This Hedge Fund Lost Big Last Year — But That Didn’t Scare Investors Away
Strategy Capital, a tech-focused hedge fund, is a reminder that one year of performance doesn’t make or break a manager.
Strategy Capital, like many managers of technology stocks, had a rough 2022. But the long-only, tech-focused hedge fund’s dismal performance — it was down 65 percent — doesn’t seem to have turned off investors.
Bill Mitchell, partner and managing director, said Strategy Capital didn’t lose a single investor and had its best fundraising year since it started in 2013. The fund attracted more than $200 million from new and existing clients, bringing its total assets under management to nearly $600 million.
Investors knew what they were getting into. “I think we were reaping the rewards of curating our investor base very carefully to make sure that we had people that understood what we do. That volatility is inherent to what we do,” Mitchell said.
Strategy Capital was founded by Hamilton Helmer, who worked at Bain & Company and taught business strategy for 10 years at Stanford University, and John Rutherford, who worked at Bain & Company and co-founded private equity firm Parthenon Capital and management consultant Parthenon Group. The co-founders’ investment approach is based on the business strategy lessons of Helmer and detailed in his 2016 book called “7 Powers: The Foundations of Business Strategy.”
It’s all about fundamental-value analysis. The hedge fund analyzes empirical characteristics of companies to determine the firms that are most likely to dominate emerging industries. It tracks a universe of roughly 50 publicly traded U.S. companies. The others aren’t meaningfully different from competitors and in that scenario “everything comes down to competition by price, nobody makes any money, and there’s no value,” Mitchell said.
Put another way: Strategy Capital believes there are still growing technology companies out there that ultimately can achieve the size and earning power of a Google or Amazon, Mitchell said.
Although the firm declined to comment on specific investments, regulatory filings show that Strategy Capital has previously invested in Facebook parent Meta Platforms, Amazon, Shopify, cloud-monitoring service Datadog, and cybersecurity company Crowdstrike.
It’s worked out well so far, even with last year’s losses. Since inception, Strategy Capital has generated a 16.2 percent annualized return, net of a hypothetical 1 percent management fee and 20 percent incentive fee, above the S&P 500 total return index. That translates to 4.4 percent of annualized outperformance relative to the S&P 500, the firm told its investors in a February letter obtained by Institutional Investor.
Dramatic moves in interest rate expectations have made Strategy Capital’s performance especially volatile in recent years, according to Mitchell. The fund was up 107 percent in 2020, and 18.9 percent in 2021, in sharp contrast to last year’s decline.
The hedge fund is up 19.1 percent year-to-date compared to the S&P 500 index’s 3.7 percent, which Mitchell said could be a sign of the new market regime already separating the best companies from the others.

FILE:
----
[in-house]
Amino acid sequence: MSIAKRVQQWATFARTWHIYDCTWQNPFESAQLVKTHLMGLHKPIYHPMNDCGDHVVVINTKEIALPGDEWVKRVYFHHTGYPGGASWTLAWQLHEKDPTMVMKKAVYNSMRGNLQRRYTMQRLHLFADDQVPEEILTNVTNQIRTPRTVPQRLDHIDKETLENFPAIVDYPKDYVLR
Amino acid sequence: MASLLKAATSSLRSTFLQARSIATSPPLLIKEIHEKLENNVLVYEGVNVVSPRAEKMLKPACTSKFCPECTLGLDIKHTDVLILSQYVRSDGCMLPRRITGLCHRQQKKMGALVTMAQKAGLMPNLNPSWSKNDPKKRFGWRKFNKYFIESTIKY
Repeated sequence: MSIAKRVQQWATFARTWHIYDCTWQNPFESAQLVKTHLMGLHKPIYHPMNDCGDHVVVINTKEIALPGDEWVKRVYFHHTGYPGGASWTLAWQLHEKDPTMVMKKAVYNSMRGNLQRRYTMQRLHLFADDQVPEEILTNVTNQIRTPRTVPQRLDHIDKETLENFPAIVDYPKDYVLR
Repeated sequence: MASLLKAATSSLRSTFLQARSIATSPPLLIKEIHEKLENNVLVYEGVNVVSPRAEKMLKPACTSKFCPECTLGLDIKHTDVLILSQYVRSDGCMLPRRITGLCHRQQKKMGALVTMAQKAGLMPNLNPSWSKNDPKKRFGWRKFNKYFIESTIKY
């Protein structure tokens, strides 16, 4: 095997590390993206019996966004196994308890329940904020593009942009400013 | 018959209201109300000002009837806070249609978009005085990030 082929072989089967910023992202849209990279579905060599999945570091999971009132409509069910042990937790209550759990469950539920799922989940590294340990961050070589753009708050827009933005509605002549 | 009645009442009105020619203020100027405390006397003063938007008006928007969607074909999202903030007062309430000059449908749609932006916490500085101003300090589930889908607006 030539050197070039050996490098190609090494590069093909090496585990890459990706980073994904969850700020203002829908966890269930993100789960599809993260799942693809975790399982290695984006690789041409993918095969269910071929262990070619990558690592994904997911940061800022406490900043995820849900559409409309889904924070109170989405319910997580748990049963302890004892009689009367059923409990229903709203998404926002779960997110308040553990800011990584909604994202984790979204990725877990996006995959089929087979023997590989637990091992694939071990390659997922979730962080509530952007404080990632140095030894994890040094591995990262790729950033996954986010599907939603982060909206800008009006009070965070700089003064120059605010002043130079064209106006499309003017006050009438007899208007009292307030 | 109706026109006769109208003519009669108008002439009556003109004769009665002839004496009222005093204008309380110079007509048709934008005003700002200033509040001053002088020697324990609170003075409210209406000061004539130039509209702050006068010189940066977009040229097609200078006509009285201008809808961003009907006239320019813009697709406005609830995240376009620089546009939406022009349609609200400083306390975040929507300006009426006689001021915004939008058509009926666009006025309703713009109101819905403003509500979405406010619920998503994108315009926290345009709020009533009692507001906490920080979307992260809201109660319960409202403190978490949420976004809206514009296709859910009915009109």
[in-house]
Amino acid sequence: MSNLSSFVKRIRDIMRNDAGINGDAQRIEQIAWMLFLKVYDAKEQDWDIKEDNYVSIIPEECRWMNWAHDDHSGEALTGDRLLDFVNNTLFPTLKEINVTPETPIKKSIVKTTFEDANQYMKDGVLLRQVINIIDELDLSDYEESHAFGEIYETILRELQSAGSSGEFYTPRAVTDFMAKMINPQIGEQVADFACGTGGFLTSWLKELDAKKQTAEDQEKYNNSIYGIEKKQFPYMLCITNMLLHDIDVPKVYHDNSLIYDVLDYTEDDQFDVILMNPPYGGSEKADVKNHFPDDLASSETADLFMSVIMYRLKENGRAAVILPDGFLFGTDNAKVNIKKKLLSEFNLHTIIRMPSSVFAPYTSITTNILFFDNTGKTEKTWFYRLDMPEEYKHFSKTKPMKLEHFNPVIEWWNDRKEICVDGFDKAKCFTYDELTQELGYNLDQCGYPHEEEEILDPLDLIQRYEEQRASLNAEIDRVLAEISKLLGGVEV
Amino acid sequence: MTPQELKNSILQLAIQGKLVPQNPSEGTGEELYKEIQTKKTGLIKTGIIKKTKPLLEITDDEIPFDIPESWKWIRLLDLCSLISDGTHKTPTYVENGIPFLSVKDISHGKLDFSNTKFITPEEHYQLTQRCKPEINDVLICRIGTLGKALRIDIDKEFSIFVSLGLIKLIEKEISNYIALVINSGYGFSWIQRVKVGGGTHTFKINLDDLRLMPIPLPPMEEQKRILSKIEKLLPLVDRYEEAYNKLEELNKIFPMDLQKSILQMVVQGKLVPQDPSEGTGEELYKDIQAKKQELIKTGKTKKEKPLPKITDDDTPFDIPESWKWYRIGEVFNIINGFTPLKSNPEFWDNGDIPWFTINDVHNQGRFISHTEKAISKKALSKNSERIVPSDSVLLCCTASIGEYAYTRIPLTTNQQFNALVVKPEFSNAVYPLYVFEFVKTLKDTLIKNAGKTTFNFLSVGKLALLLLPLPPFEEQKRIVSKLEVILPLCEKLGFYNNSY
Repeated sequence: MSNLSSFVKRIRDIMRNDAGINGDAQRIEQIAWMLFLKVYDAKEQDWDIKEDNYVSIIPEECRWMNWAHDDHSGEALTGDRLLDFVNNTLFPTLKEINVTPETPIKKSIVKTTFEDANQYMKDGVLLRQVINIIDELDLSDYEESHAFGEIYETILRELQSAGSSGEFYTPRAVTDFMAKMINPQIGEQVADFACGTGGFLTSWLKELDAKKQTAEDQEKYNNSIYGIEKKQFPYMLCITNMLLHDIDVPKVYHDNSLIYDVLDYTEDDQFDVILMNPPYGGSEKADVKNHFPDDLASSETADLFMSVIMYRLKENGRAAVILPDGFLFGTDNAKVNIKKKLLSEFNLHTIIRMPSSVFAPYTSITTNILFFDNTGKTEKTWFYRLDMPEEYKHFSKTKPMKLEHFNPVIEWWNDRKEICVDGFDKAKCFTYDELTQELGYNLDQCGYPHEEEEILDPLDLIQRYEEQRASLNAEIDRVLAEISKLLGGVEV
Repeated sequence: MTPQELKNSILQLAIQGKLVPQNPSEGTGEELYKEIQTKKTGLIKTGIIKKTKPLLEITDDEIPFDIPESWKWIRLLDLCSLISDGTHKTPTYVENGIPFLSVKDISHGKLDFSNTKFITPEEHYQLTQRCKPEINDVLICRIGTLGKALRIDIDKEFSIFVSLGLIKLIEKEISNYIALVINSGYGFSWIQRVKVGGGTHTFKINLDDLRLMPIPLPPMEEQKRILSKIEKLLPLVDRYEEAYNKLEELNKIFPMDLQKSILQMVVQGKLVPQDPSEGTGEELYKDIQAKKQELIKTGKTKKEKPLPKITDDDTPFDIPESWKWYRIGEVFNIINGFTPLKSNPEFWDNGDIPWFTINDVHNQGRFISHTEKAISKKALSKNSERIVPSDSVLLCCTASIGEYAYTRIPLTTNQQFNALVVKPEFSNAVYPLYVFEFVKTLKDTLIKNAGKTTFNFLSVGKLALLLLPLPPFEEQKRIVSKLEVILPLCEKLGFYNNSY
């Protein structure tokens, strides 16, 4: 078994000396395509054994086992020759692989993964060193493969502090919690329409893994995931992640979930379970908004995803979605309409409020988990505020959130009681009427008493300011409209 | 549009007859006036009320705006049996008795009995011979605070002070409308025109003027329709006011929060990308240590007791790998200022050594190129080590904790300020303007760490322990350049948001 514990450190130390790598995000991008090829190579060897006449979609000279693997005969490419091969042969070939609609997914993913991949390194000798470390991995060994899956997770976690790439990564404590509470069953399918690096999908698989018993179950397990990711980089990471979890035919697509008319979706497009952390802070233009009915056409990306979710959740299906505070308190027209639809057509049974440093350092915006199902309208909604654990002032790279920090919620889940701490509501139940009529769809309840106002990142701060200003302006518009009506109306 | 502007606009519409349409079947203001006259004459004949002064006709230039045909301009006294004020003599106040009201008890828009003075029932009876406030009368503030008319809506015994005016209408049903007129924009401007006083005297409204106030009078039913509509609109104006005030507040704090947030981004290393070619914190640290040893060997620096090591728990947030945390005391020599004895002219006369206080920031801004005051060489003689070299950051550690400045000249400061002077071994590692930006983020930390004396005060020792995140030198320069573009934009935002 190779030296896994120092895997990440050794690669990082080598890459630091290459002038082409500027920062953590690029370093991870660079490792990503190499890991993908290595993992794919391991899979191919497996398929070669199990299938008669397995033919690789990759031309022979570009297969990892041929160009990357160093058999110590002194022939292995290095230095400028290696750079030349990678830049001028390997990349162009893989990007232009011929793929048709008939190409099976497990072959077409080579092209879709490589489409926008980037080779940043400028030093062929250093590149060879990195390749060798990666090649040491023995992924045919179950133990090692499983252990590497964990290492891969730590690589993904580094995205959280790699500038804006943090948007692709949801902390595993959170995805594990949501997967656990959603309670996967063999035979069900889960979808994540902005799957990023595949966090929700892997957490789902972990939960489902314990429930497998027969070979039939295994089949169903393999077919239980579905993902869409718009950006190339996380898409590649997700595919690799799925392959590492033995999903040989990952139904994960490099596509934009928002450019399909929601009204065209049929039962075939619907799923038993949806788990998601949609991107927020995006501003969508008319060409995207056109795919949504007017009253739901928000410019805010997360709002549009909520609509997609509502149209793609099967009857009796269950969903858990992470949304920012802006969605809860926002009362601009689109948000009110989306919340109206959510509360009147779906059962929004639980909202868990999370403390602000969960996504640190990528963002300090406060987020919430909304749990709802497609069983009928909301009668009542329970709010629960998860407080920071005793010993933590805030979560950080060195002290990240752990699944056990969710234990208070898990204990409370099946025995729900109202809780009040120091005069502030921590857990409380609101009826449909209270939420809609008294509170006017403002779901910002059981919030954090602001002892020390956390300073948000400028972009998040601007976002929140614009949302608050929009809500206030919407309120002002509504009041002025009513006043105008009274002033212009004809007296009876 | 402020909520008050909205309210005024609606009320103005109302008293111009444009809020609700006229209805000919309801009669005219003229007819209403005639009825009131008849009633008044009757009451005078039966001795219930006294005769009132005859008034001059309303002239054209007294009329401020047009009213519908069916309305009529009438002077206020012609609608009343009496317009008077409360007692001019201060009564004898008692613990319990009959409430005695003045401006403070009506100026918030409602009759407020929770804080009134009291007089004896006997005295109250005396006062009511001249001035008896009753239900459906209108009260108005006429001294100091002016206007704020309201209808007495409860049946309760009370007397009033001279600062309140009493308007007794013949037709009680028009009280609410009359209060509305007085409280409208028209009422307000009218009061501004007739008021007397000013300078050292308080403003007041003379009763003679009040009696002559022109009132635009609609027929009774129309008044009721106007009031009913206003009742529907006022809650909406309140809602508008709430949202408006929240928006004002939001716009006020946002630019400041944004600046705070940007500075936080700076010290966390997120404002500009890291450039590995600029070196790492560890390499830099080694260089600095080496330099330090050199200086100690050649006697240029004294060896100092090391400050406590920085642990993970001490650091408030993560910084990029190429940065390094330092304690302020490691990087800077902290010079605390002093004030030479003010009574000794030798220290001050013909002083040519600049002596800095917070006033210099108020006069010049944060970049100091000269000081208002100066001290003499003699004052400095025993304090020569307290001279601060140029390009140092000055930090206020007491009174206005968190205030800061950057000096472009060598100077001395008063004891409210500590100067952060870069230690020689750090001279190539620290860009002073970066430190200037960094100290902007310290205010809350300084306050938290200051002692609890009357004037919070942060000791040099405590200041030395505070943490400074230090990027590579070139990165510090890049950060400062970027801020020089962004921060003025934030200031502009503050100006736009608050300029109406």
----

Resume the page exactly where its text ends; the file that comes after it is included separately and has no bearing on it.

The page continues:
“There was, in my view, a selloff last year of high-growth stocks without regard to quality. Among the many things that have sold off, there are a handful [of companies] that have significant earning power and the market will start to grasp that,” Mitchell said.
Even as companies stay private longer, Strategy Capital has stuck to investing in public stocks, which it believes can still generate great returns if you invest in companies that will become tomorrow’s “iconic businesses,” as the firm described them in its 2022 annual letter.
In 2019, the founders, like most hedge funds, wanted to expand its client base from wealthy individuals to institutions.
The year before, a Boston-based institution was interested in Strategy Capital but the investor needed some things to change, Mitchell said.
For one, the fund needed a succession plan. That’s when Strategy Capital hired Mitchell, who has known Helmer since 2000. Mitchell, who had been running his own $200 million public-equity fund since 2012, had plenty of tech experience, including as a developer at Apple and worked at startups before and after Stanford.
Institutional investors also want to see familiar brand names, according to Mitchell. So the fund started using BTIG as a prime broker and hired KPMG.
Strategy Capital also hired a consultant to help it navigate due diligence from institutions. Even small details matter, the fund learned, such as a computer server cage that is locked, offsite backup systems, and cybersecurity protection.
Proving it had capacity was easy. Even though it is highly concentrated, Strategy Capital deals in highly liquid stocks, so it could handle big checks from institutions and meet monthly redemption terms — even at $5 billion under management or more, Mitchell added.
“This was as much about taking the time to understand the kind of operational and due diligence needs of the institutional investor as it was about our performance and investment strategy,” Mitchell said. “Not that those aren’t important. It’s not either or. Performance is just the starting point of opening that door.”
The effort has paid off. In 2018, the first university endowment invested in the hedge fund. Now two Ivy League investment offices are investors, although Mitchell declined to name them.
“Then it was word of mouth once we had broken through that institutional glass ceiling,” Mitchell said.